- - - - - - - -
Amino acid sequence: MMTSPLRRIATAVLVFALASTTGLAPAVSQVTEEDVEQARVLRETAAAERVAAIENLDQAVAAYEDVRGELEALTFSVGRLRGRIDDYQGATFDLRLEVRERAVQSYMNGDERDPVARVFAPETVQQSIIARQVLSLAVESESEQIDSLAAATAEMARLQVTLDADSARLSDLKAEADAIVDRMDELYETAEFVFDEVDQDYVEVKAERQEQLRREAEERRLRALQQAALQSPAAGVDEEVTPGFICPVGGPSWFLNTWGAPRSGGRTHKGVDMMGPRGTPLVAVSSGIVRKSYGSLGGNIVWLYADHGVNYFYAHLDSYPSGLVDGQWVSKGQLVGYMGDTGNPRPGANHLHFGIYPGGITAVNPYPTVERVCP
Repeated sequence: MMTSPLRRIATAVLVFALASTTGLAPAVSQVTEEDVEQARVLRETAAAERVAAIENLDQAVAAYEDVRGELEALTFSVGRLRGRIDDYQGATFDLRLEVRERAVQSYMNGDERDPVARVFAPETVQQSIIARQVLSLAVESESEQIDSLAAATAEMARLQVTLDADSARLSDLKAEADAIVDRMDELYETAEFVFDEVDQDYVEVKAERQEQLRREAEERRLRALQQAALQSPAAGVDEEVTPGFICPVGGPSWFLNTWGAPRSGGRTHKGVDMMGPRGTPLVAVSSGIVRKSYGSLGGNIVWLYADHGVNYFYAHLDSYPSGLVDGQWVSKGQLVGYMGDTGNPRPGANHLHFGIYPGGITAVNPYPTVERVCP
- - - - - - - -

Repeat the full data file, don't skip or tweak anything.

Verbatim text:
Amino acid sequence: MMTSPLRRIATAVLVFALASTTGLAPAVSQVTEEDVEQARVLRETAAAERVAAIENLDQAVAAYEDVRGELEALTFSVGRLRGRIDDYQGATFDLRLEVRERAVQSYMNGDERDPVARVFAPETVQQSIIARQVLSLAVESESEQIDSLAAATAEMARLQVTLDADSARLSDLKAEADAIVDRMDELYETAEFVFDEVDQDYVEVKAERQEQLRREAEERRLRALQQAALQSPAAGVDEEVTPGFICPVGGPSWFLNTWGAPRSGGRTHKGVDMMGPRGTPLVAVSSGIVRKSYGSLGGNIVWLYADHGVNYFYAHLDSYPSGLVDGQWVSKGQLVGYMGDTGNPRPGANHLHFGIYPGGITAVNPYPTVERVCP
Repeated sequence: MMTSPLRRIATAVLVFALASTTGLAPAVSQVTEEDVEQARVLRETAAAERVAAIENLDQAVAAYEDVRGELEALTFSVGRLRGRIDDYQGATFDLRLEVRERAVQSYMNGDERDPVARVFAPETVQQSIIARQVLSLAVESESEQIDSLAAATAEMARLQVTLDADSARLSDLKAEADAIVDRMDELYETAEFVFDEVDQDYVEVKAERQEQLRREAEERRLRALQQAALQSPAAGVDEEVTPGFICPVGGPSWFLNTWGAPRSGGRTHKGVDMMGPRGTPLVAVSSGIVRKSYGSLGGNIVWLYADHGVNYFYAHLDSYPSGLVDGQWVSKGQLVGYMGDTGNPRPGANHLHFGIYPGGITAVNPYPTVERVCP